With the war in gold continuing to rage, today one of the most respected veterans in the gold world sent King World News a fantastic illustration which sums up the war in gold in one incredible chart. Below is James Turk’s extraordinary chart as well as his comments on the war in the gold market.
Turk: “Last week I was in Munich, Germany, Eric, speaking at one of Europe’s largest gold conferences, which was celebrating its tenth anniversary. It’s always a great conference and I’ve spoken there several times over the years. But there are a couple of important observations I made at the conference that I would like to share with KWN readers….
Continue reading the James Turk interview below…
“Unlike a lot of North American gold conferences, this one is not just about mining companies. The exhibit hall at this conference has a lot of bullion dealers selling coins and bars. That has always been the case, but the traffic last week was brisk at the bullion dealers, where buyers were lined up — eagerly converting euros into physical gold and silver.
I can’t say it was a record buying pace because no one was keeping a sales tally. So my observations scientific. But the difference compared to the mining companies was stark. There was not much attention being given to the mining companies, either at their booths or the presentations I viewed, which clearly reflects current market sentiment.
Mining companies are out of favor, but the rush to buy physical gold and silver coins and bars was as strong as I have ever seen at that conference. Even though the overall attendance at the conference was down from previous years, activity at the bullion dealers was bustling. People were opening up their wallets to buy physical metal, while at the same time, Eric, paying little attention to the mining companies.
I found it interesting that this Munich conference was a microcosm of what is happening generally in the gold market, namely, bullion demand is huge and equities of mining companies get little attention. In fact, given the extremes in sentiment, one of the points I made in my presentation is that this trend is likely to reverse and mining companies will now start outperforming.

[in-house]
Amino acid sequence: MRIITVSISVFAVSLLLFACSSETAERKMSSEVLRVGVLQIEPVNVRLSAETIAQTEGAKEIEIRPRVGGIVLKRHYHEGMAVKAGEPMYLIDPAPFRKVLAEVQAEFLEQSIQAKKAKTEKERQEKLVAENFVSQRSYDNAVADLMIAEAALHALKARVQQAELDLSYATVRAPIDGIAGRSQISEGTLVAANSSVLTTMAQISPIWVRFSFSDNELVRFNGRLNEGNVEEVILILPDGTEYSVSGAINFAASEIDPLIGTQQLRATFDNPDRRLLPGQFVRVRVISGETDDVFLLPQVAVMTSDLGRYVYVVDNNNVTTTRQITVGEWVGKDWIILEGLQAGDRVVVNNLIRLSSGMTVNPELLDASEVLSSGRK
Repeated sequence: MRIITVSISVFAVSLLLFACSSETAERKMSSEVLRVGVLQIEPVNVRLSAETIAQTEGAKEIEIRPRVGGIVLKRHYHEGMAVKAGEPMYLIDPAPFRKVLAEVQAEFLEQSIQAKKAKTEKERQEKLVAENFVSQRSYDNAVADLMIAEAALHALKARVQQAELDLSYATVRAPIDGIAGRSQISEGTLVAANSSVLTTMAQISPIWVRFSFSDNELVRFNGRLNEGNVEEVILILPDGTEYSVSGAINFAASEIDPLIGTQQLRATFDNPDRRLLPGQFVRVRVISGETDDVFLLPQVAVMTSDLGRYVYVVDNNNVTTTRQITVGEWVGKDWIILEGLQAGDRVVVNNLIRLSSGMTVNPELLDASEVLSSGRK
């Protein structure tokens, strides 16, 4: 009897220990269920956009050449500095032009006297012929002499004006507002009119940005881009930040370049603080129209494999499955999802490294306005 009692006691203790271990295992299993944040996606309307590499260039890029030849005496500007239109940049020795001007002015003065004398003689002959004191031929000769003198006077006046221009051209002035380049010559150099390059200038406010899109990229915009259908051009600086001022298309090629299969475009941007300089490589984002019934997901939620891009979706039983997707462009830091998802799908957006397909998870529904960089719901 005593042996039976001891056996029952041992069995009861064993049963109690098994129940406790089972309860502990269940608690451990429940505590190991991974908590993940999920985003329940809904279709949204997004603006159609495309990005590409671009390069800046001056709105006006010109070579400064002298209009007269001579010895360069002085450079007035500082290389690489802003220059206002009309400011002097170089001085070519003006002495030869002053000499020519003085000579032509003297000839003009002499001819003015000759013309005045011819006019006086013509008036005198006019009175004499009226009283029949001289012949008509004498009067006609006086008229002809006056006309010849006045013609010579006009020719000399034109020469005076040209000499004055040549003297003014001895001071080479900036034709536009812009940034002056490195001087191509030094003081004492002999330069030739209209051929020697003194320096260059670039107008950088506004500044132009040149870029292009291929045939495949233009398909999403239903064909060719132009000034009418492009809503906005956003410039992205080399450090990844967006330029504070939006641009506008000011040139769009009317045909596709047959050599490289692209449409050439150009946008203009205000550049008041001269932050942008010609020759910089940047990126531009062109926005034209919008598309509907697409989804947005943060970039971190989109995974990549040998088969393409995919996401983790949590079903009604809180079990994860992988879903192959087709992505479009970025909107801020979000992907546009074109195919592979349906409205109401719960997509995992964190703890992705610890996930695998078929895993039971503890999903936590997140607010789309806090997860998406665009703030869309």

Another key point in my presentation can be summed up in the following chart.
Gold clearly remains in a multi-decade bull market. That is not surprising because as long as central banks continue to debase national currencies by printing to feed the insatiable appetite of politicians for spending, the gold price will rise. But clearly gold doesn’t go up in a straight line.
We can see on this chart two distinct bull market moves in the 1970s, both of which are circled in red. We then had the 20-year correction through the 1980s and 1990s, followed by another bull move which I have also circled in red (above). The gold price has now retraced back to the green uptrend line, which interestingly enough, is exactly what happened in the 1970s before gold rocketed higher to its January 1980 top at $850 (see chart above).
Given that central planning is destroying economic activity and central bankers are also destroying the purchasing power of national currencies, we can expect the gold price to head higher. That’s why I’ve drawn another red circle above the one just completed, based on what happened in the 1970s. I expect history to repeat (see chart above).
It is impossible to say that gold’s correction ended last week, though Friday’s big rally was indeed encouraging. In the short-term, the best thing that can happen is for gold to form a “V” bottom. This “V” bottom would signal a key trend reversal, and mark an end to the correction in gold that began three years ago.
So over the next few weeks let’s see if gold can climb back above $1180 as a first step, and then rally further up to the $1240 area. That would complete a “V” bottom. And if it occurs, the odds will then strongly favor gold entering a new uptrend, just like it did on the above chart after its August 1976 low.”
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